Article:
The Key to the NRA’s Influence? Votes, Not Money

The NRA has spent $4.1 million on lobbying this year, a fraction of mega-spenders like the U.S. Chamber of Commerce. So what accounts for its power in Washington? Analysts say it chooses its political battles wisely, swinging primary elections in favor of pro-gun candidates.

The Guardian examines the National Rifle Association’s outsized influence and concludes that its power is not derived only from money. The vast majority of Americans support gun control, and yet Congress has failed to toughen laws even in the wake of a series of mass shootings. With the NRA pouring money into political races at record levels, it is easy to argue that the gun lobby has bought Washington. But that fails to paint a full picture. So far this year, the NRA has spent $4.1 million on lobbying – more than the $3.1 million it spent in all of 2016. By comparison, the dairy industry has spent $4.4 million in the same period. The National Association of Realtors has paid out $32.2 million for lobbying and the U.S. Chamber of Commerce, the largest spender of all, has spent $104 million.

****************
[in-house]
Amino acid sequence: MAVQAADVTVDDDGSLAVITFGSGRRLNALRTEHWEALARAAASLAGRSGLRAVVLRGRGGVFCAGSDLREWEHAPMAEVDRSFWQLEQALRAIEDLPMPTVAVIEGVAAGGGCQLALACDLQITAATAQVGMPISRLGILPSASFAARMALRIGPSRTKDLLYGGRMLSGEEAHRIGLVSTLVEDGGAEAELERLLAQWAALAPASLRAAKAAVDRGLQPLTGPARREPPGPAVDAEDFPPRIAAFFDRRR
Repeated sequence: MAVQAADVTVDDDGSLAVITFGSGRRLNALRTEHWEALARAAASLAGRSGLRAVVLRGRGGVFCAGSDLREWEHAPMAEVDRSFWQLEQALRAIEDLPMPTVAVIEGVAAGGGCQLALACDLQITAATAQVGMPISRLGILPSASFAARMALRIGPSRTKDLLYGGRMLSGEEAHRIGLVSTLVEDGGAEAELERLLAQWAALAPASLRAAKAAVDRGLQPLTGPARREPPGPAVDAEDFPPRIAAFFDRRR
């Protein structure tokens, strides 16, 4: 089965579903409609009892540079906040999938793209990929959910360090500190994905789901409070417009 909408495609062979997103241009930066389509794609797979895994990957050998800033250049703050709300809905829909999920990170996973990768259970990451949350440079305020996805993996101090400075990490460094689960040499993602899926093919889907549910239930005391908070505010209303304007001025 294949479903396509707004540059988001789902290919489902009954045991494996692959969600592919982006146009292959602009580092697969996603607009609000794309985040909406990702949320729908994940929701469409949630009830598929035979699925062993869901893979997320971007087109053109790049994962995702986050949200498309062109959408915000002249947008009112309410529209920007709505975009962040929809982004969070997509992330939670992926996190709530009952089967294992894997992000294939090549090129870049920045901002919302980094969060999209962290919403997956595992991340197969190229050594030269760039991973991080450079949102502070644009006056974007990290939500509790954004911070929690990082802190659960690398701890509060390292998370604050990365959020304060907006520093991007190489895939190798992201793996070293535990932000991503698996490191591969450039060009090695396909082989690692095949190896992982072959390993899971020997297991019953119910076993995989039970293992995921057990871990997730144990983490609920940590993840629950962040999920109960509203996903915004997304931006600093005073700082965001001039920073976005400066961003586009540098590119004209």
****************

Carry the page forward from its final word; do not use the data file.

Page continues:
Guns and ammo are big businesses, with revenues of $13.3 billion in 2017. But that’s paltry in comparison with, say, the auto industry, which has spent $51.8 million on lobbying this year, with projected revenues of $105 billion and profits of $3 billion.“The NRA is not successful because of its money,” says UCLA professor and Adam Winkler. “To be sure, it is hard to be a force in American politics without money. The NRA has money that it uses to help its favored candidates get elected. But the real source of its power, I believe, comes from voters.”